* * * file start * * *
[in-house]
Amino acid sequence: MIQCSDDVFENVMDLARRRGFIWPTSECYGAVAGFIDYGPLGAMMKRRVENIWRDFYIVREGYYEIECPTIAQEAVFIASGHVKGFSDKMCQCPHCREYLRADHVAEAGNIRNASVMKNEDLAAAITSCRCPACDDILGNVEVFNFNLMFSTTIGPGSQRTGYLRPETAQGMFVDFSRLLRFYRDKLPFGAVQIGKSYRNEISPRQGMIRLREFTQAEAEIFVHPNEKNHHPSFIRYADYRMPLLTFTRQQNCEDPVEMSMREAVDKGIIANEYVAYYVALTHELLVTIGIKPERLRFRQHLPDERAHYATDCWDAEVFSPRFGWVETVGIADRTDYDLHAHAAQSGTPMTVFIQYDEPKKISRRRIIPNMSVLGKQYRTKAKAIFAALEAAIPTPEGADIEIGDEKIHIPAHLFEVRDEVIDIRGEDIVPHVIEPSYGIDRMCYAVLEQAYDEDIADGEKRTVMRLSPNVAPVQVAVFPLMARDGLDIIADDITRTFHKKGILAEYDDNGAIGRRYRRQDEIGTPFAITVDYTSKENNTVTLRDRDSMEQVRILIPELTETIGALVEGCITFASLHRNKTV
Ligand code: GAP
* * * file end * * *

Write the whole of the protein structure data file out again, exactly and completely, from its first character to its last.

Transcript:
[in-house]
Amino acid sequence: MIQCSDDVFENVMDLARRRGFIWPTSECYGAVAGFIDYGPLGAMMKRRVENIWRDFYIVREGYYEIECPTIAQEAVFIASGHVKGFSDKMCQCPHCREYLRADHVAEAGNIRNASVMKNEDLAAAITSCRCPACDDILGNVEVFNFNLMFSTTIGPGSQRTGYLRPETAQGMFVDFSRLLRFYRDKLPFGAVQIGKSYRNEISPRQGMIRLREFTQAEAEIFVHPNEKNHHPSFIRYADYRMPLLTFTRQQNCEDPVEMSMREAVDKGIIANEYVAYYVALTHELLVTIGIKPERLRFRQHLPDERAHYATDCWDAEVFSPRFGWVETVGIADRTDYDLHAHAAQSGTPMTVFIQYDEPKKISRRRIIPNMSVLGKQYRTKAKAIFAALEAAIPTPEGADIEIGDEKIHIPAHLFEVRDEVIDIRGEDIVPHVIEPSYGIDRMCYAVLEQAYDEDIADGEKRTVMRLSPNVAPVQVAVFPLMARDGLDIIADDITRTFHKKGILAEYDDNGAIGRRYRRQDEIGTPFAITVDYTSKENNTVTLRDRDSMEQVRILIPELTETIGALVEGCITFASLHRNKTV
Ligand code: GAP